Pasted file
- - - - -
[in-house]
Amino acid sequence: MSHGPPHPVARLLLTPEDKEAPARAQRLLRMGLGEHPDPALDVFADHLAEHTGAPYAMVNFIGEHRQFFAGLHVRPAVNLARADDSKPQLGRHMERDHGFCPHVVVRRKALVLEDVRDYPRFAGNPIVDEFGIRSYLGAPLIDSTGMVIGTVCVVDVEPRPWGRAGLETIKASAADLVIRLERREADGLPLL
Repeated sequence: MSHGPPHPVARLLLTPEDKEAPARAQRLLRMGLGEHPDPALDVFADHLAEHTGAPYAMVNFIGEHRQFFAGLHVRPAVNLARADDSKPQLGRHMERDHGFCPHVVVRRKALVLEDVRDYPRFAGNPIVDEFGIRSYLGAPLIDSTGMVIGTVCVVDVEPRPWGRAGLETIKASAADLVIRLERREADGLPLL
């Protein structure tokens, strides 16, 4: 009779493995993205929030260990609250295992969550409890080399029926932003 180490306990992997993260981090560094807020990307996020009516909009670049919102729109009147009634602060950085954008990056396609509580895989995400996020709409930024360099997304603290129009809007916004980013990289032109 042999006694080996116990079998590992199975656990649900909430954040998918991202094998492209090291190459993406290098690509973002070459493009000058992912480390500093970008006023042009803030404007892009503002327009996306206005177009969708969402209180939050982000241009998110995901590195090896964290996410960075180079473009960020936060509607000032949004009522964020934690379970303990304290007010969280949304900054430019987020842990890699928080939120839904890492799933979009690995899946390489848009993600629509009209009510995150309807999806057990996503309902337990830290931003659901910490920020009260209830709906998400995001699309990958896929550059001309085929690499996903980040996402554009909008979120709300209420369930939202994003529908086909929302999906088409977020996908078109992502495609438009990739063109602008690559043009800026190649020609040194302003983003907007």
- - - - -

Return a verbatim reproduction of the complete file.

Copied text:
[in-house]
Amino acid sequence: MSHGPPHPVARLLLTPEDKEAPARAQRLLRMGLGEHPDPALDVFADHLAEHTGAPYAMVNFIGEHRQFFAGLHVRPAVNLARADDSKPQLGRHMERDHGFCPHVVVRRKALVLEDVRDYPRFAGNPIVDEFGIRSYLGAPLIDSTGMVIGTVCVVDVEPRPWGRAGLETIKASAADLVIRLERREADGLPLL
Repeated sequence: MSHGPPHPVARLLLTPEDKEAPARAQRLLRMGLGEHPDPALDVFADHLAEHTGAPYAMVNFIGEHRQFFAGLHVRPAVNLARADDSKPQLGRHMERDHGFCPHVVVRRKALVLEDVRDYPRFAGNPIVDEFGIRSYLGAPLIDSTGMVIGTVCVVDVEPRPWGRAGLETIKASAADLVIRLERREADGLPLL
């Protein structure tokens, strides 16, 4: 009779493995993205929030260990609250295992969550409890080399029926932003 180490306990992997993260981090560094807020990307996020009516909009670049919102729109009147009634602060950085954008990056396609509580895989995400996020709409930024360099997304603290129009809007916004980013990289032109 042999006694080996116990079998590992199975656990649900909430954040998918991202094998492209090291190459993406290098690509973002070459493009000058992912480390500093970008006023042009803030404007892009503002327009996306206005177009969708969402209180939050982000241009998110995901590195090896964290996410960075180079473009960020936060509607000032949004009522964020934690379970303990304290007010969280949304900054430019987020842990890699928080939120839904890492799933979009690995899946390489848009993600629509009209009510995150309807999806057990996503309902337990830290931003659901910490920020009260209830709906998400995001699309990958896929550059001309085929690499996903980040996402554009909008979120709300209420369930939202994003529908086909929302999906088409977020996908078109992502495609438009990739063109602008690559043009800026190649020609040194302003983003907007």